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Author Interviews

Interview: Anna Davies, author of ‘Wrecked’

May 1, 2012

With her debut novel ‘Wrecked’ coming out today, May 1st, I’d like to welcome author Anna Davies to the blog. The month of May is HUGE for mermaid debuts, so I asked Anna a few questions about the book and being behind one of the whopping THREE mermaid YA’s coming out in the next thirty days.

Q: Describe your debut novel ‘Wrecked‘ in 25 words or less!

A girl finds out that when you feel like you’ve lost everything, sometimes, the only thing you can depend on is a little bit of magic.

Q: ‘Wrecked‘ takes place on Whym Island, a place shrouded in folklore. You live in Brooklyn. How did you go about ‘escaping’ the city during your writing, in order to realistically capture the atmosphere of the island, its beach and the water?

In college, I spent summers working at an arts festival in South Carolina, so I knew SC well enough to bring back memories. And then I’ve always loved the ocean—I used to be a camp counselor when I was younger on an island in the San Juans off of Washington State, where I always used to sleep outside, on the beach, in my sleeping bag. I love New York, but I always escape to the beach whenever I can—have been to Costa Rica twice this year to learn how to surf. Which, by the way, is what I hope my next book will be about—surfing!

Q: What inspired your love for mermaids and the water? Is it something you’ve always been interested in?

Like every little girl, I loved the movie The Little Mermaid. I think there’s something so magical about believing a whole world exists under the ocean. And then the ocean is so romantic. It’s so beautiful, and wild, and really something that we can’t tame. I feel like I’ve grown more and more obsessed with the ocean as I’ve gotten into surfing—you’ve got to understand and respect the waves and they’ll respect you back. In the book, Miranda and her friends have all grown up with this respect and understanding of the water, but they still realize that there are some things about it that are outside of their control.

Q: What were the main challenges in writing Miranda’s story? What parts of the novel did you struggle most with?

Well, I began writing this right after my mom died from cancer. There are actually a few sections of the book I wrote before she passed away. And then when I had to go back into the novel after she passed away—it was so hard. So I really understood the pain, confusion, and sadness Miranda experiences in most of the novel, because I was going through it at the time.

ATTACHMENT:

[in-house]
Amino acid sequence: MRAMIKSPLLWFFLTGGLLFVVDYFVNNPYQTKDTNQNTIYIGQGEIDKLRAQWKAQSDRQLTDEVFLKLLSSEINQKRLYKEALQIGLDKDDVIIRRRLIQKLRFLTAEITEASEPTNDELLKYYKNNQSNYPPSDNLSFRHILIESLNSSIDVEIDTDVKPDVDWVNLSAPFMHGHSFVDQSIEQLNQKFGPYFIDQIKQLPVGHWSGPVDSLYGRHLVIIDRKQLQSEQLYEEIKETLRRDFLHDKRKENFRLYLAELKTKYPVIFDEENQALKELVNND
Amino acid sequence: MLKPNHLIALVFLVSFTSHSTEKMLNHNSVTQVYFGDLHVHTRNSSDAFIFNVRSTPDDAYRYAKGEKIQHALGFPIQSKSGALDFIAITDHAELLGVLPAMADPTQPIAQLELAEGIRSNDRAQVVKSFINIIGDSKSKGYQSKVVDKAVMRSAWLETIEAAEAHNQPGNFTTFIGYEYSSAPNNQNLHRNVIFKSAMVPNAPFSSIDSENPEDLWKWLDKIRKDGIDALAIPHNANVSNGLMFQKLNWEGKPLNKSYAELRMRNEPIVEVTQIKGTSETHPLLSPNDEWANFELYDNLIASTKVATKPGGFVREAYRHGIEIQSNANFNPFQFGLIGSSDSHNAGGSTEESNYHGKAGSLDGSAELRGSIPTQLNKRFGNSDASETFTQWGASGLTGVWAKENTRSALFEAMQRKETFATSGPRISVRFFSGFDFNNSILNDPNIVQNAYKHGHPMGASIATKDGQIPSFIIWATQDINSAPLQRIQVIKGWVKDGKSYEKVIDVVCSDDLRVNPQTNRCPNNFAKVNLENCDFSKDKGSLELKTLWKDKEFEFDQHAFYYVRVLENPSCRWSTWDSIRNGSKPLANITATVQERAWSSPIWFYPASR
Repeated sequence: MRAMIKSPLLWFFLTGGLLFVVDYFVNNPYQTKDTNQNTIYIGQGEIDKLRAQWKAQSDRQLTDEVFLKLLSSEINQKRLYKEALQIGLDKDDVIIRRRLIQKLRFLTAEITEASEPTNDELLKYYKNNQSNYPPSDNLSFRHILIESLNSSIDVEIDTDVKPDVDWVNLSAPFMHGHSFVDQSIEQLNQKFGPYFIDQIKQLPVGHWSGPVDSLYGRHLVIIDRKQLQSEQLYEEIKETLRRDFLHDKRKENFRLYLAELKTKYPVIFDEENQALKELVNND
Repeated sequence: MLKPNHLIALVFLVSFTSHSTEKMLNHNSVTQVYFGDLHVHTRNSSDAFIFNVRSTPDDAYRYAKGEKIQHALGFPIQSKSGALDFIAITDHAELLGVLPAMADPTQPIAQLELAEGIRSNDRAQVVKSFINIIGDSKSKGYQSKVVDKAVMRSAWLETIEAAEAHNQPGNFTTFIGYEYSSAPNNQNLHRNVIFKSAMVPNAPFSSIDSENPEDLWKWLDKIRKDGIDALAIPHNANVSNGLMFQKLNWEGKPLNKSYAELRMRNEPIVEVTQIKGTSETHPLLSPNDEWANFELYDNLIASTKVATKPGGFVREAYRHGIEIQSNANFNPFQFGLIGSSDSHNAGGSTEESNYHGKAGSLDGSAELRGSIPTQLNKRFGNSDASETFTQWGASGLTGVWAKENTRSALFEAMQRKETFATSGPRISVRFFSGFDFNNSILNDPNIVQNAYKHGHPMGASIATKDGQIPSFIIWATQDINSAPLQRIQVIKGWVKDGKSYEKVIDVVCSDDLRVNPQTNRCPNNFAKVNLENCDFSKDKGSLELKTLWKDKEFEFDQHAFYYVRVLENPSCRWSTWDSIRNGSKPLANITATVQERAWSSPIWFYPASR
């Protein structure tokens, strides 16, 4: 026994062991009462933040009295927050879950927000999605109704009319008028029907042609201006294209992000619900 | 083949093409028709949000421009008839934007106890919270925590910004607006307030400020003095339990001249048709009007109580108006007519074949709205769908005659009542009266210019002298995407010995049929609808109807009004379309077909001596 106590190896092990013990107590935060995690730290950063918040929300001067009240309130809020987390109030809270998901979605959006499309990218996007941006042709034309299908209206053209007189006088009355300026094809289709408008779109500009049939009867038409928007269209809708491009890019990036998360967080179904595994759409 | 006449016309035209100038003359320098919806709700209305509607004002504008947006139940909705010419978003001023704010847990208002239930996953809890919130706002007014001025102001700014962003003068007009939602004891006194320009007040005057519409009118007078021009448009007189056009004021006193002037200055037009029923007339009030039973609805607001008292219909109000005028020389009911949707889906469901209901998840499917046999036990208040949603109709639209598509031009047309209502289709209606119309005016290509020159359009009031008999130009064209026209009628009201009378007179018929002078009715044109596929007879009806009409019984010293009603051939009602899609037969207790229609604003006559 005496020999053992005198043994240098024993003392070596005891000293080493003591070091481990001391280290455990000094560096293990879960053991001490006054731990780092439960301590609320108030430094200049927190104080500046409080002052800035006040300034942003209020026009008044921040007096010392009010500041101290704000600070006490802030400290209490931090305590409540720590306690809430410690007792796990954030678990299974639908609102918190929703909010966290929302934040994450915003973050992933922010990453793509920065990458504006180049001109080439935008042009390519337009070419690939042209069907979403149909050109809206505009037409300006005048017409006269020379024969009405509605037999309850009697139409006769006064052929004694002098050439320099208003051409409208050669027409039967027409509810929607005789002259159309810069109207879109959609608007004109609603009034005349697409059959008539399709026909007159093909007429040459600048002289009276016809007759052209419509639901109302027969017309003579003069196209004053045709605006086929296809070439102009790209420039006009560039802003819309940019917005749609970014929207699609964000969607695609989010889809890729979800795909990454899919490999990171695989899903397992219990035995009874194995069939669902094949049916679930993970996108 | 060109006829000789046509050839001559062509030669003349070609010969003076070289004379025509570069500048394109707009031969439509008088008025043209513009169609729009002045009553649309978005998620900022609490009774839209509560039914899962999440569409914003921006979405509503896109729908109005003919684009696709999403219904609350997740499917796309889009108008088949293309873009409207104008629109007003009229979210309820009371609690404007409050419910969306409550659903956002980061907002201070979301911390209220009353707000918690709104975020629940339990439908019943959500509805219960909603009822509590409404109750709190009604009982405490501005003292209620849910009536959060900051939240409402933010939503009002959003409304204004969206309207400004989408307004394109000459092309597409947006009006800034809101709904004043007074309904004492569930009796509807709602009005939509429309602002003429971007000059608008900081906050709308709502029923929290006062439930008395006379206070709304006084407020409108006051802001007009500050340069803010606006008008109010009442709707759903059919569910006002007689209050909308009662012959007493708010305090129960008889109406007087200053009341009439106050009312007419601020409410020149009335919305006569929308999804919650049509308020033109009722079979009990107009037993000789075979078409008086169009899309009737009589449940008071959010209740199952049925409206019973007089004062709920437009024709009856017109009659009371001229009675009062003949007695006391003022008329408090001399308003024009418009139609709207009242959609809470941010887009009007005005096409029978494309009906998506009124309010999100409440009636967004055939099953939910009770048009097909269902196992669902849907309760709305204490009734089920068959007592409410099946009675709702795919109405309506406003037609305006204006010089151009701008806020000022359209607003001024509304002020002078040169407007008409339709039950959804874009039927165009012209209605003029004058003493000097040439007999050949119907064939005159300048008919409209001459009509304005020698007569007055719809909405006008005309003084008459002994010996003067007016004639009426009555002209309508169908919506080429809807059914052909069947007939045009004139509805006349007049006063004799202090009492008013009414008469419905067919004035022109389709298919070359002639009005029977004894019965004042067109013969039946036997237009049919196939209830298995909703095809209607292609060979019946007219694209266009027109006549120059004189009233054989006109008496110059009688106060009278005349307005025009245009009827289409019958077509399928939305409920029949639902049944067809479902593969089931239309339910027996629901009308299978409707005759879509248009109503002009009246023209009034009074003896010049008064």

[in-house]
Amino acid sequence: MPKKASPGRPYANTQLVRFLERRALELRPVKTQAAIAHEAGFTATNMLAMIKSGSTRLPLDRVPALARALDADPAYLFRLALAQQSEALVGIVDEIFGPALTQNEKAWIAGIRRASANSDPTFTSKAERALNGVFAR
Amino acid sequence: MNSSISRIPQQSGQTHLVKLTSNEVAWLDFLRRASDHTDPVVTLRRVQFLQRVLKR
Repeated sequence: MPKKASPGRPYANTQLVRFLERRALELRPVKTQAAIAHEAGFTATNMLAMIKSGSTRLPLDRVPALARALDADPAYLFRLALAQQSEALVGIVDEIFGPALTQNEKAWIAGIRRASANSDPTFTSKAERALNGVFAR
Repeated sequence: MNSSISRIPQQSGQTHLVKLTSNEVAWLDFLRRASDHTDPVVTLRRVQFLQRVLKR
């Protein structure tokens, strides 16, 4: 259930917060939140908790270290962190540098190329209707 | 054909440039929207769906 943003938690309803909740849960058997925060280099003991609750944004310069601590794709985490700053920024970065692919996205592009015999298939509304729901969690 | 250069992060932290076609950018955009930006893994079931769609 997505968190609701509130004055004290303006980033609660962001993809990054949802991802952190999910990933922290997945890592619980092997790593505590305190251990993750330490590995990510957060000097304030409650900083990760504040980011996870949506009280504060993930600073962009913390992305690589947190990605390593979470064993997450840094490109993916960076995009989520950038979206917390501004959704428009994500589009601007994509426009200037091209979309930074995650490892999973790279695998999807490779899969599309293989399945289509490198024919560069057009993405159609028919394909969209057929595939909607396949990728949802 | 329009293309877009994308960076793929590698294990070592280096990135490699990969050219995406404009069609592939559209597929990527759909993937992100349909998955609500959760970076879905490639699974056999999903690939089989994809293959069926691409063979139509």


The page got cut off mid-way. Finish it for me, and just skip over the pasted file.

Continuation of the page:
Q: How long did the process of writing the novel take? Was the story of ‘Wrecked‘ one you had flitting about in your head for a while, or did it demand to be written immediately?

I’d been trying to think of a new thing to write, since my ghostwriting work (novels about two vampire brothers who hate each other) was coming to a close. I also had gotten really into legends and fairy tales and myths, and travelled to the Isle of Man, in the Irish Sea, to do some research on fairies. And then somehow, the idea for Wrecked came from that. Because whenever I sat down to write about fairies and the Isle of Man, I kept thinking mermaids, and somehow, this is the story that I ended up telling.

Q: You have some friendly competition this month, as two other mermaid novels are also making their debut – ‘Of Poseidon‘ by Anna Banks and ‘The Vicious Deep‘ by Zoraida Cordova. If readers could only pick one of the three, why should they choose ‘Wrecked’?

Well, hopefully, they can read all three! Wrecked is about magic, and mermen (betwixtmen, to be specific) but it’s also about love and loss and learning that you can move on from anything, and that sometimes, when you don’t believe in anything, you’ve just got to believe—period—and let things unfold.

Q: You’ve ghost-written books before. Is it refreshing and liberating to finally have a book out with your name on it? How did the process this time around differ from your previous publishing experiences?

It’s a lot different! Before Wrecked, I’d ghostwritten two major series (one about the aforementioned two vampire brothers/rivals, and the other about a group of privileged Upper East Side elite teenagers) I learned so much from both series—had amazing editors, worked with the creators, and learned how to write fast and take direction. With Wrecked, I had a lot more freedom, which was good and bad. Good in that I could really drive the story, and bad because I was used to working with an outline. I ended up just doing a basic outline for Wrecked, but in my future projects, I now write detailed outlines, plot notes, and character descriptions before I start.

Q: 2012 is an exciting year for YA debuts! Aside from your own (hehe), what are some titles you’re eagerly waiting for or have already enjoyed?

Ones that I’m excited about — of course, Of Poseidon, by Anna Banks, since we share a first name, subject matter, and some fun Tweets. I like the premise of If I Lie by Corrine Jackson, about a girl who cheats on her boyfriend—who’s currently serving in Afghanistan. It was a debut last year, but I love Jocelyn Davies (no relation, but we had coffee once) A Beautiful Dark —and the next book in the series, A Fractured Light, is coming out this fall.

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